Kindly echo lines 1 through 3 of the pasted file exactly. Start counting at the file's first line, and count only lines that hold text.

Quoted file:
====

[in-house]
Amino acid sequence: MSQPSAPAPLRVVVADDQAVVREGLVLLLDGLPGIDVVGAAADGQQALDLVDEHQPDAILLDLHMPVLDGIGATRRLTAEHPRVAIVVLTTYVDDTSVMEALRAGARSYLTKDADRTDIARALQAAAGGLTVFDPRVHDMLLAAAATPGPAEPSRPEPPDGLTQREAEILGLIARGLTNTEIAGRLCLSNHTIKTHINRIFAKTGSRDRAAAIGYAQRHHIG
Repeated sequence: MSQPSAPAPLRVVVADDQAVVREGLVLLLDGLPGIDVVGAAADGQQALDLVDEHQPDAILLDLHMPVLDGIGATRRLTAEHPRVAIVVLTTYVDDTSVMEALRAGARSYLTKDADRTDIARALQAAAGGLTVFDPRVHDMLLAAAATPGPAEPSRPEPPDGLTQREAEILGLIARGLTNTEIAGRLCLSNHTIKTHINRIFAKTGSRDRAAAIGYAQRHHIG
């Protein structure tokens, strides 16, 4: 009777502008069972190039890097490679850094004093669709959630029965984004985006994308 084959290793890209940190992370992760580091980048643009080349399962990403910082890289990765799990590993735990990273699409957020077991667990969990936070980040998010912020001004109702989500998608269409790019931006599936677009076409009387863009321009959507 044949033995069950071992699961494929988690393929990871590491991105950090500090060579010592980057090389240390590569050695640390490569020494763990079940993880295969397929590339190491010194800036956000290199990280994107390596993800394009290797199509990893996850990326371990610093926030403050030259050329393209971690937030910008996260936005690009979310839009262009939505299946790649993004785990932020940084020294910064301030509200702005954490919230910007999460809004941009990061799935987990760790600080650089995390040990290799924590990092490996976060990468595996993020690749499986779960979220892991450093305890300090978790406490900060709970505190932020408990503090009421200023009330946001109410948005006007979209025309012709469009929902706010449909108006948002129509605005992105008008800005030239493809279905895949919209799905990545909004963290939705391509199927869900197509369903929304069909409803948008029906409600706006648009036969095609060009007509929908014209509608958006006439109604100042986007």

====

[in-house]
Amino acid sequence: MSQPSAPAPLRVVVADDQAVVREGLVLLLDGLPGIDVVGAAADGQQALDLVDEHQPDAILLDLHMPVLDGIGATRRLTAEHPRVAIVVLTTYVDDTSVMEALRAGARSYLTKDADRTDIARALQAAAGGLTVFDPRVHDMLLAAAATPGPAEPSRPEPPDGLTQREAEILGLIARGLTNTEIAGRLCLSNHTIKTHINRIFAKTGSRDRAAAIGYAQRHHIG
Repeated sequence: MSQPSAPAPLRVVVADDQAVVREGLVLLLDGLPGIDVVGAAADGQQALDLVDEHQPDAILLDLHMPVLDGIGATRRLTAEHPRVAIVVLTTYVDDTSVMEALRAGARSYLTKDADRTDIARALQAAAGGLTVFDPRVHDMLLAAAATPGPAEPSRPEPPDGLTQREAEILGLIARGLTNTEIAGRLCLSNHTIKTHINRIFAKTGSRDRAAAIGYAQRHHIG